Outlook 2003 with Business Contact Manager

Business Contact Manager is an add-in for Outlook (2003, 2007), and comes either as part of Office Professional, Small Business or Ultimate suite, or with an Outlook bundle for $150 (the cost of Microsoft Outlook is about $110, the cost of Outlook with Business Contact Manager is $150). It works only with Outlook and this is why it's not sold separatelly. Though there is a new version of Outlook with BCM, the 2007 suite, this review focuses on the benefits (or headaches) that Outlook 2003 with BCM has. I'm still one of those that didn't update to Office 2007 (they still have to convince me that there's more than the glossy look) and that has no plans on upgrading to Vista. So is it worth to install the Business Contact Manager from a CRM point of view?

First of all, only starting with the new 2007 version you can buy Outlook with Business Contact Manager. In the 2003 version, you would have gotten the Business Contact Manager add-in by purchasing Office 2003 Professional or the Small Business Edition. By default, with the Office 2003 installation, the add-in would not install directly, so an additional step to install the add-in from the Office cd would have been needed. Microsoft also released some updates to BCM 2003, the latest update was service pack 4 which brought some changes.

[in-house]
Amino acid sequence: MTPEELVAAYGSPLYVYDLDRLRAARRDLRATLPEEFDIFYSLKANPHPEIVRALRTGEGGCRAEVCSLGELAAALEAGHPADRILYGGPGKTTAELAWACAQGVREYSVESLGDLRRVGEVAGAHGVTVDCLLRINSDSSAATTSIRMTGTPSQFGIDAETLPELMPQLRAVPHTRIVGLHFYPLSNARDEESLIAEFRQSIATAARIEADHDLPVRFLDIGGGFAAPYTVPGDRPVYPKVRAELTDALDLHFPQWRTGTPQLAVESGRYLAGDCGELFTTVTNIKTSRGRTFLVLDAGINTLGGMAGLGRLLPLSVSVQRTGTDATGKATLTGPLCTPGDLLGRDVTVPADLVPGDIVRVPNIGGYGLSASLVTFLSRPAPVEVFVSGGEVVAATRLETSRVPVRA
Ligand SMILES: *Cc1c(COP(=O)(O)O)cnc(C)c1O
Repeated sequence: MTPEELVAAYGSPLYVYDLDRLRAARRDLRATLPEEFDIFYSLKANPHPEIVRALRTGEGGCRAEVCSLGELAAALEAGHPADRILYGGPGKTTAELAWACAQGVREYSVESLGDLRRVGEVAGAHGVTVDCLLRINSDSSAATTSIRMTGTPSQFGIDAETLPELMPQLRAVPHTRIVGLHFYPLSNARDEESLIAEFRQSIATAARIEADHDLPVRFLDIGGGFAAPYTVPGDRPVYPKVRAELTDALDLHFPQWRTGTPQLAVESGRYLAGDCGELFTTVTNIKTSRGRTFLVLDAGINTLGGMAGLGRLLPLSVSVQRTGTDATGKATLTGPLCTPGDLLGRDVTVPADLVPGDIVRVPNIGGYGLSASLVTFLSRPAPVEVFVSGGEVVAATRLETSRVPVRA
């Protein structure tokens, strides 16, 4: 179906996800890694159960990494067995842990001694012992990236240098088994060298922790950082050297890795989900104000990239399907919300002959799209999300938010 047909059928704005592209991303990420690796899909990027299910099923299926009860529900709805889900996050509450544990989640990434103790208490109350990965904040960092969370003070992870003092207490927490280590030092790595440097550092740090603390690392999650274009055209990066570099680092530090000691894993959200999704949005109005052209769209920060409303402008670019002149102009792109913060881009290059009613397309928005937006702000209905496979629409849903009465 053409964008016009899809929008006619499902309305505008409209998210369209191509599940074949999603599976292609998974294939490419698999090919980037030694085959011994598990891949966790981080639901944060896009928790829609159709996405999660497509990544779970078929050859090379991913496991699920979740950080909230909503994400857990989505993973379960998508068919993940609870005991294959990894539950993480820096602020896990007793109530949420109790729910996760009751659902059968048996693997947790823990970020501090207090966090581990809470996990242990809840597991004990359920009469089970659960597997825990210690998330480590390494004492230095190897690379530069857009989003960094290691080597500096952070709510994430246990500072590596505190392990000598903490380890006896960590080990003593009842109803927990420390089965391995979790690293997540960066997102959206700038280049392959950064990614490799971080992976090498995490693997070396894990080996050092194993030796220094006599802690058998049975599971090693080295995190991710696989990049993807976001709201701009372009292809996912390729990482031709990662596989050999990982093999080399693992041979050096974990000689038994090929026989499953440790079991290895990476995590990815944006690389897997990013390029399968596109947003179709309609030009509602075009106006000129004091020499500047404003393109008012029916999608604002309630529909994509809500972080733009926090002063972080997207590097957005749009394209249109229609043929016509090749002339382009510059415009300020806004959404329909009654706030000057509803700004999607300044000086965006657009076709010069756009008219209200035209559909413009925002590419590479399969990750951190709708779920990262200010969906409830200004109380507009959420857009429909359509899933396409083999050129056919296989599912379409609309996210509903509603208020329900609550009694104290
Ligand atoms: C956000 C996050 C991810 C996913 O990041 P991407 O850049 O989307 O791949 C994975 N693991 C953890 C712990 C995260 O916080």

outlook 2007

Here are the problems that I encountered in Outlook with Business Contact Manager, that made me decide not to use it since I could have gotten the same (or better) CRM functionality using Outlook without the add-in:

  1. BCM uses sql databases for creating and sharing your business contacts and accounts. While this sounds better than the way Outlook normally stores the contacts (in the .pst file so if that is corrupted then bye-bye contacts if you don't have a backup), it has the major disadvantage of being considerably slower. Think that everytime you do something to the business contacts in BCM a query is sent to the sql database, so you don't get the response as fast as with the normal contacts folder. Optimization in the way the communication with the sql database is done I hope is included in outlook 2007.
  2. Second thing I didn't like about BCM 2003 is the fact that the business contacts folder is separate from the normal outlook contacts folder and you don't get direct integration. For instance, if you receive an email from someone and you right click the From address, you have the option to Look-up in Contacts or Add to Contacts. Well the problem is that this will only look up in your normal Contacts folder and not in the Business Contacts folder that BCM created - major drawback since it makes the right-click options useless if you keep all your contacts in the Business Contacts folder that BCM created.